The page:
This Week (U.S. TV program)

This Week, originally titled as This Week with David Brinkley and currently billed as This Week with George Stephanopoulos, is an American Sunday morning political affairs program airing on the ABC television network. It premiered in November 1981. The program is currently anchored by George Stephanopoulos and co-anchored by Martha Raddatz. The program airs live at 9:00 a.m. Eastern Time although many stations air the program at a later slot to air local newscasts, especially those in other time zones. Since the departure of popular host David Brinkley in 1996, the program generally finishes last in viewer ratings among the big 3 American Sunday network policy and pundit talk shows, behind Meet The Press and Face The Nation.

Thomas Hale Boggs Jr.

Thomas Hale Boggs Jr. (September 18, 1940 – September 15, 2014), known as Tommy Boggs, was an American lawyer and lobbyist, based in Washington, D.C.Boggs was the son of Thomas Hale Boggs (1914–1972), a United States Representative from Louisiana's 2nd congressional district from 1941 to 1943 and again from 1947 until his death in 1972, and Lindy Boggs (1916-2013), her husband's successor in the 2nd congressional district from 1973 until 1991 and thereafter U.S. Ambassador to the Vatican under U.S. President Bill Clinton. His siblings included journalist and news commentator Cokie Roberts (born 1943), and Barbara Boggs Sigmund (1939-1990), who served as the mayor of Princeton, New Jersey.Boggs, a Democrat, began his legal practice in New Orleans, Louisiana and later moved to Washington, D.C. to become a lawyer and lobbyist in the nation's capital. He joined the law/lobbyist firm of James R. Patton Jr., which today is known as Squire Patton Boggs. Boggs was the firm's senior partner. With Patton Boggs, he was known for lobbying on major issues including:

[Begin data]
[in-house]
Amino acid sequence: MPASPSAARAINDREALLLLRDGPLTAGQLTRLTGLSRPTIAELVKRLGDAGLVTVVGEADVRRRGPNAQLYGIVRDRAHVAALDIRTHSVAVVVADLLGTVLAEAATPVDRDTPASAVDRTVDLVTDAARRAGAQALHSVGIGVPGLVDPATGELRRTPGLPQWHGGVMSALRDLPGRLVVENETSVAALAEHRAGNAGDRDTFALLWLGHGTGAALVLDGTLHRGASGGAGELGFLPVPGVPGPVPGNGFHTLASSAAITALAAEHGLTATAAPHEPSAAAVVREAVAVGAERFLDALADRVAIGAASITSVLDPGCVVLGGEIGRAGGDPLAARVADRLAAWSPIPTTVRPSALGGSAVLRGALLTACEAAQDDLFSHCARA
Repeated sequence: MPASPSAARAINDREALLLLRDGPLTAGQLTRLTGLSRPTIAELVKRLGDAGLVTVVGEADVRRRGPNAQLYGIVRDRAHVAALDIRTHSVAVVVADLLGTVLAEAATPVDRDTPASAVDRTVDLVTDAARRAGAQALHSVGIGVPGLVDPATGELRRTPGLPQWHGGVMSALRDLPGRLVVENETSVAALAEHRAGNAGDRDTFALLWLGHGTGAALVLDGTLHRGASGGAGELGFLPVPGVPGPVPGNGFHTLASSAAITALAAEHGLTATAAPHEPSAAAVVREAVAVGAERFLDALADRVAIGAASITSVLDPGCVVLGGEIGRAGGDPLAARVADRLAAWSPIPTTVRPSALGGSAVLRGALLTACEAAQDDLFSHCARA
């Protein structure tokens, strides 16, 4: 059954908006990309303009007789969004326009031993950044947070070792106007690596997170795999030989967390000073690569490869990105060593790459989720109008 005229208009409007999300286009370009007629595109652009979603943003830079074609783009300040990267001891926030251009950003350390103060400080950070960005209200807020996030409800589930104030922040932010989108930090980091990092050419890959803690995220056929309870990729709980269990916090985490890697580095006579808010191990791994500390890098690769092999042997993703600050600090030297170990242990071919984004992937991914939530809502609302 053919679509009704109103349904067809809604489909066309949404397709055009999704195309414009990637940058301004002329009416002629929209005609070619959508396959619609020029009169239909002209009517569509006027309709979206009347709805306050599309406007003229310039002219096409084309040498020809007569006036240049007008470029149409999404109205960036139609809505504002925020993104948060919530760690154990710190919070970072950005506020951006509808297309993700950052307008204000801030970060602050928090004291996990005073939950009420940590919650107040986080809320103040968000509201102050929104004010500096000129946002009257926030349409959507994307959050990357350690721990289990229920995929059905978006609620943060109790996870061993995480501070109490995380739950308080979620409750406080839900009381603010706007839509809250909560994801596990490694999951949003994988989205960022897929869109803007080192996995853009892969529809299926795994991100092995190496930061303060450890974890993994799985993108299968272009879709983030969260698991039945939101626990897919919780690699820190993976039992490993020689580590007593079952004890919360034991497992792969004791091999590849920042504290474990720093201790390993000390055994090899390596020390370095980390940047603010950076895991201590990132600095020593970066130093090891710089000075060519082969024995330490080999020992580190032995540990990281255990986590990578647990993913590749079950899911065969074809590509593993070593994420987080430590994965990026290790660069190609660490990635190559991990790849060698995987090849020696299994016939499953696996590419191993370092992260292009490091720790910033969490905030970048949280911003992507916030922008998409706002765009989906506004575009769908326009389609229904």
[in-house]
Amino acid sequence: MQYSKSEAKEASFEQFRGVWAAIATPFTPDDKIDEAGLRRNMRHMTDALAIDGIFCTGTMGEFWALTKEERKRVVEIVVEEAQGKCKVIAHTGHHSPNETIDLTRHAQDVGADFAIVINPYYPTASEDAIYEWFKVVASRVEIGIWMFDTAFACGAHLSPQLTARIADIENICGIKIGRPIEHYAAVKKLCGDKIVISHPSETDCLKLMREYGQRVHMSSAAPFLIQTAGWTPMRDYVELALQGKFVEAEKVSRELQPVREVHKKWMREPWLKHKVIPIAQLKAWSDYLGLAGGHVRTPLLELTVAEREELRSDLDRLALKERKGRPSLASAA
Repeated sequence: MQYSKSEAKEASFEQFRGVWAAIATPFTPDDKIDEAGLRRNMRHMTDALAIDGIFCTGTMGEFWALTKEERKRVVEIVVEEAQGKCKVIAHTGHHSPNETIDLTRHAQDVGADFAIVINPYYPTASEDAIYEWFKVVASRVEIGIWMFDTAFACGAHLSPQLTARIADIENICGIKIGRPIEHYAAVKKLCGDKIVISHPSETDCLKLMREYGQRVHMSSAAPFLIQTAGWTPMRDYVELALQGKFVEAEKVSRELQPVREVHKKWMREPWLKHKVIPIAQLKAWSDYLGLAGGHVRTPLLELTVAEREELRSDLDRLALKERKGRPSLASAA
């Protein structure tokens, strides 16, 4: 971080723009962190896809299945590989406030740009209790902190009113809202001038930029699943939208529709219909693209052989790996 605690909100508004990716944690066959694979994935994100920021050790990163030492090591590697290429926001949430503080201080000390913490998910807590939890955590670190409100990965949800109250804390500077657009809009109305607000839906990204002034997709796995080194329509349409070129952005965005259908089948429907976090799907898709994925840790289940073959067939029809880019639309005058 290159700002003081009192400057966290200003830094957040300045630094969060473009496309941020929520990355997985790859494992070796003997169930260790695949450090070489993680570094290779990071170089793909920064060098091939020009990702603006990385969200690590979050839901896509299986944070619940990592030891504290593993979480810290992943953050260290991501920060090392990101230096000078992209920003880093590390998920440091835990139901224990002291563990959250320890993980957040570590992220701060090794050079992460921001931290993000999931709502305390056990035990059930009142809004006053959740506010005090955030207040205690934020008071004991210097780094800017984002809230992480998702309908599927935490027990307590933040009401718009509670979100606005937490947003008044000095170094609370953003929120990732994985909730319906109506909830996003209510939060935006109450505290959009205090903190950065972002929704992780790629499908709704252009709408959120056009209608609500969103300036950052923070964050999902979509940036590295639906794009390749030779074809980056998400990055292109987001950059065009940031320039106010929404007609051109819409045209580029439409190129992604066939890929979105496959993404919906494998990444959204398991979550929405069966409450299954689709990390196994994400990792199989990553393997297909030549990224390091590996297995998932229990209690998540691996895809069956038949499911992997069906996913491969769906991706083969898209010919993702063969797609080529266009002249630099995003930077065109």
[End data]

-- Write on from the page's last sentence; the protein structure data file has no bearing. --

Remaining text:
The American Bankers Association to repeal of the Glass-Steagall Act

Litigation against Chevron for environmental issues in Ecuador

The $1.5 billion federal bailout of Chrysler in 1979In 1970, Boggs unsuccessfully ran for the United States House of Representatives from Maryland's 8th congressional district against incumbent Republican Gilbert Gude. The district is currently represented by the Democrat Jamie Raskin. Boggs represented dozens of corporations, trade associations, and state and foreign governments. In 2013, The American Lawyer magazine named Boggs one of the "Top 50 Innovators in Big Law in the Last 50 Years." The National Law Journal termed him one of the most influential lawyers in the nation.

UC Berkeley Graduate School of Journalism

The UC Berkeley Graduate School of Journalism is a graduate professional school on the campus of University of California, Berkeley. It is among the top graduate journalism schools in the United States, and is designed to produce journalists with a two-year Master of Journalism (MJ) degree.

The program is located in UC Berkeley's North Gate Hall, near the intersection of Euclid and Hearst Avenues in Berkeley, CA. As of January 1, 2013, it is being served by dean Edward Wasserman, a former Knight professor of journalism ethics at Washington and Lee University. Wasserman replaced professor Neil Henry, who stepped down from his dean position in August 2011 for medical reasons. Most courses offered by the school are on the graduate level, with few official courses for undergraduates. The school enrolls approximately 100 students; 50 first-year and 50 second-year students, and is one of the smallest academic units on the campus of UC Berkeley.